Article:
August 6: Best of Quirks & Quarks - Insects, arthropods and creepy crawlies
We share some of our favourite stories about creepy-crawlies from the past season, including how ants communicate by swapping vomit, how social spiders hunt in packs, and why you might want to wear a green shirt in mosquito country.
Water bears walking, honeybees screaming, weaving spiders learning, and more.
CBC News ·
Quirks and Quarks54:00Best of Quirks & Quarks - Insects, arthropods and creepy-crawlies
On this week's episode of The Best of Quirks & Quarks with Bob McDonald:
Ants share vomit to feed each other and communicate within the colony Originally broadcast Dec. 11, 2021
Feeding through regurgitation, called trophallaxis, is known in many animals, including many species of ant. But in ants, this phenomenon seems to also serve an important role in organizing the colony. According to a new study by Adria LeBoeuf, an assistant professor of biology at the University of Fribourg in Switzerland, this behaviour has a few functions, but a major one is to create what is called a "social circulatory system" for the colony. She found that beyond nutrients, ants are passing along proteins, hormones, and fragments of genetic material — RNA.
Quirks and Quarks7:34Ants share vomit to feed each other and communicate within the colony
A rare social spider hunts in packs in order to kill large prey Originally broadcast March 19, 2022
Violette Chiara, an animal cognition researcher currently at the University of Vigo in Spain, led a study of one of only two species of spider known to coordinate behaviour to hunt in packs. The spiders carefully monitor the vibration of their communal web to synchronize their movements to attack and kill prey that can be up to 700 times larger than themselves. Her research was published in the journal Proceedings of the National Academy of Sciences.
Quirks and Quarks7:44A rare social spider hunts in packs in order to kill large prey
VIDEO — Social spiders stopping in synchrony to sense vibration created by prey in their communal web.
How watching water bears walk could help us make small and squishy robots Originally broadcast Oct. 9, 2021
Researchers studying the tardigrade have figured out how this small, soft micro-animal walks, even though it defies all expectations by doing so. Jasmine Nirody wanted to look at how something so small and soft-bodied could walk, and how they walked. She and her team recorded hours of tardigrades walking along a special gel in a petri dish, and they found that they walk in a manner similar to that of insects 500,000 times their size. This could help solve evolutionary questions about tardigrades, as well as help inform new ways of building soft robotics. The research was published in the journal PNAS.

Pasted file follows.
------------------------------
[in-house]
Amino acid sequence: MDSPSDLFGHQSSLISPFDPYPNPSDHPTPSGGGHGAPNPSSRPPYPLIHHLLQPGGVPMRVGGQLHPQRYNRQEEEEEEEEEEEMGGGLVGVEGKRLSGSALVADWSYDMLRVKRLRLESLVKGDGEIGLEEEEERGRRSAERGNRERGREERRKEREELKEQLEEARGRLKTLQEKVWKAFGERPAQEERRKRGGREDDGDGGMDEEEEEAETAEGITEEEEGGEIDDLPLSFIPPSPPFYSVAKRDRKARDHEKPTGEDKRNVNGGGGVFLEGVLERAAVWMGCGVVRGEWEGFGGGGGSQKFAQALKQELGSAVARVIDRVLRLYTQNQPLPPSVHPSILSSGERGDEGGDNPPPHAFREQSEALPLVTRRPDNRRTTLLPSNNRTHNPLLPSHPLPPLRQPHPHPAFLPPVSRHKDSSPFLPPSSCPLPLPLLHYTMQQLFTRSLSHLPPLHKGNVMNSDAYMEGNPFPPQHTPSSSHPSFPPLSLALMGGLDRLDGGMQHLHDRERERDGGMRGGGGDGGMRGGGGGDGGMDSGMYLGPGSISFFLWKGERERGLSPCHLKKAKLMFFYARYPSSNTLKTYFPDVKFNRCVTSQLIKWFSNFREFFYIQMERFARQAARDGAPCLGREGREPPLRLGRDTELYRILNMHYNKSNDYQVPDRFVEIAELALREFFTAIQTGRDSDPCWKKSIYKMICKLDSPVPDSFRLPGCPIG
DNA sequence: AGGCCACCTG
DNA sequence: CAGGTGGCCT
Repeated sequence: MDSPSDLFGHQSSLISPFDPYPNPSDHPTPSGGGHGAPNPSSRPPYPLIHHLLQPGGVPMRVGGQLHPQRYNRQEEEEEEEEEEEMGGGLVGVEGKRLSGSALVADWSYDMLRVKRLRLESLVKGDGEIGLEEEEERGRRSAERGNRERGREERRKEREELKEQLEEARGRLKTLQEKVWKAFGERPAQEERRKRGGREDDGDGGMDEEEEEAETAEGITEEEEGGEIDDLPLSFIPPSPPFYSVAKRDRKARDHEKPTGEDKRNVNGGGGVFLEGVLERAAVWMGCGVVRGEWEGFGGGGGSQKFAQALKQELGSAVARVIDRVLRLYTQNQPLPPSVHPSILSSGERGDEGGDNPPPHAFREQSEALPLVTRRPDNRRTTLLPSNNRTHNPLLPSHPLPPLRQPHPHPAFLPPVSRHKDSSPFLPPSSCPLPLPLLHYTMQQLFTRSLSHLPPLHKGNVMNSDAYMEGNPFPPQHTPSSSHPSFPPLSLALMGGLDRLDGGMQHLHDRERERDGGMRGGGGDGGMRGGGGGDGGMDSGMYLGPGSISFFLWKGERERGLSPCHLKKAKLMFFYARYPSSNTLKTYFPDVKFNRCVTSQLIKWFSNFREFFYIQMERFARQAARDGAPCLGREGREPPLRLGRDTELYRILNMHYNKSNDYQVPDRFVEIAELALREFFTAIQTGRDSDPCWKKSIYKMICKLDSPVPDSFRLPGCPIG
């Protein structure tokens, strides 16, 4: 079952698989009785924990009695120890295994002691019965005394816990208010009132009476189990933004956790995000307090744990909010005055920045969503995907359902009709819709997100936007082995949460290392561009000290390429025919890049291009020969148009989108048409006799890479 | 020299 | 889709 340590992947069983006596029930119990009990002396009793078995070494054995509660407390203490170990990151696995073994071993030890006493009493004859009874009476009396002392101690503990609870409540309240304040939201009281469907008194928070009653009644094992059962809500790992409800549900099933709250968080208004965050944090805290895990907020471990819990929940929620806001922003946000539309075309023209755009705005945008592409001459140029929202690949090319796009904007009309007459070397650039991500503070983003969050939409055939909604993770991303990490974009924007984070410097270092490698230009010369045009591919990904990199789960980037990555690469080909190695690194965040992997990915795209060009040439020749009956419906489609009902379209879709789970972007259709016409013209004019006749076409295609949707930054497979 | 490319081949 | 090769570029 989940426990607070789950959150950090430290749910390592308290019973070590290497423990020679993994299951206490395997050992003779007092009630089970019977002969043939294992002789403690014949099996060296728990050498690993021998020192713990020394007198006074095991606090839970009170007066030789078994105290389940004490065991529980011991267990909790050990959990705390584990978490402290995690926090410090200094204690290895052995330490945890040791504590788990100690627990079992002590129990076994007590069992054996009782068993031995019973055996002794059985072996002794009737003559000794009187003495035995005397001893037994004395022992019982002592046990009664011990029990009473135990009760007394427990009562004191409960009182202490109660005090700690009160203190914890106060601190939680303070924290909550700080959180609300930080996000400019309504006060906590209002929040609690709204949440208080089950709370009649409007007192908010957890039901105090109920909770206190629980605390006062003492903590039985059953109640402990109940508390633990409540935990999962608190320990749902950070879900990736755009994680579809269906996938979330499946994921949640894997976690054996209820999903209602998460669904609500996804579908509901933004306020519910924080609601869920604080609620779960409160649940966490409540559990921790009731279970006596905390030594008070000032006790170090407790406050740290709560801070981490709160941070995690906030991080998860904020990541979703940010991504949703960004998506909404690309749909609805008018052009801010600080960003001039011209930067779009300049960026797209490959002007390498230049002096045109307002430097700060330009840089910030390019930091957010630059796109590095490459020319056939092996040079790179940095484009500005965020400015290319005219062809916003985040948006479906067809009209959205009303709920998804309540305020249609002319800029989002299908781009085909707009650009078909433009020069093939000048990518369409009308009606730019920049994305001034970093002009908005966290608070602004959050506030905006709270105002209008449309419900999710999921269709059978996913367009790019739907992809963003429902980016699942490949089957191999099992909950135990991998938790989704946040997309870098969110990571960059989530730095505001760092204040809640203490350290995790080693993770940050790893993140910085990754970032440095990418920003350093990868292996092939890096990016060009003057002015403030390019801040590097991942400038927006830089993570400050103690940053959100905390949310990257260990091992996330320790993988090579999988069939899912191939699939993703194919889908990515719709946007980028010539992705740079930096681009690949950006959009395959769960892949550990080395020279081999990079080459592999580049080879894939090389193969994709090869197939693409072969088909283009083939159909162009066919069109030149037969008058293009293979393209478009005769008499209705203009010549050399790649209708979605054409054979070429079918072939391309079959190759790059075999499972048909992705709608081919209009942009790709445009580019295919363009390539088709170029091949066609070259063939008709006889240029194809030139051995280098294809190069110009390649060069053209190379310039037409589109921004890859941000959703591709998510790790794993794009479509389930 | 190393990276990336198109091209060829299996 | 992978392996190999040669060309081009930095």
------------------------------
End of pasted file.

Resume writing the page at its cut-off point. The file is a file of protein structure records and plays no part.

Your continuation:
Quirks and Quarks7:37How watching water bears walk could help us make small and squishy robots
Mosquitos see red to find humans to feed on Originally broadcast Feb. 12, 2022
Mosquitoes know we are in the vicinity because they can smell the carbon dioxide we exhale. But new research by Dr. Jeffrey Riffell, a biologist from the University of Washington in Seattle has found that they home in on our location because that scent stimulates them to look for anything in the red-orange colour spectrum, which includes human skin, regardless of pigmentation. His research was published in Nature Communications.
Quirks and Quarks7:41Mosquitos see red to find humans to feed on
Urban bees find food easier than rural bees, according to their waggle dances Originally broadcast Oct. 16, 2021
Researchers decoded honeybees' waggle dances to determine how far they have to travel to find food. Bees in agricultural areas have to travel twice as far as those living in the "concrete jungle" of downtown London, according to the research. The study was published in the Journal of Applied Ecology.
Quirks and Quarks8:24Dancing bees reveal that UK cities are packed with more accessible food than the countryside
Asian honeybees sound a screamy alarm when murder hornets attack Originally broadcast Nov. 13, 2021
Asian honeybees have been heard and recorded making a previously unknown sound, which is used to alert their hive mates to the presence of dangerous giant Asian hornets. Heather Mattila, an associate professor of biological sciences at Wellesley College in Massachusetts, described the noisy, high-pitched alarm call made by the Asian honeybee as an "antipredator pipe." Her new study found that its purpose is to alert other bees to the presence of the large attackers, which are sometimes known as murder hornets.
Quirks and Quarks7:52Asian honeybees sound a screamy alarm when murder hornets attack
VIDEO — Asian honey bees sound the alarm (Wellesley College)
Do spiders learn to weave better webs? Originally broadcast Oct. 2, 2021
This week's question comes from Emily Trim in Sooke, B.C. She asks: "Do spiders get better at making their webs with experience?"Pierre-Olivier Montiglio, an assistant professor of behavioural ecology at the University of Quebec at Montreal, says we know that spiders are great learners. They can learn to adjust the tension of their web, or where they build their web, or which part of their web they will make larger.
Quirks and Quarks2:06Do spiders learn to build better webs with experience?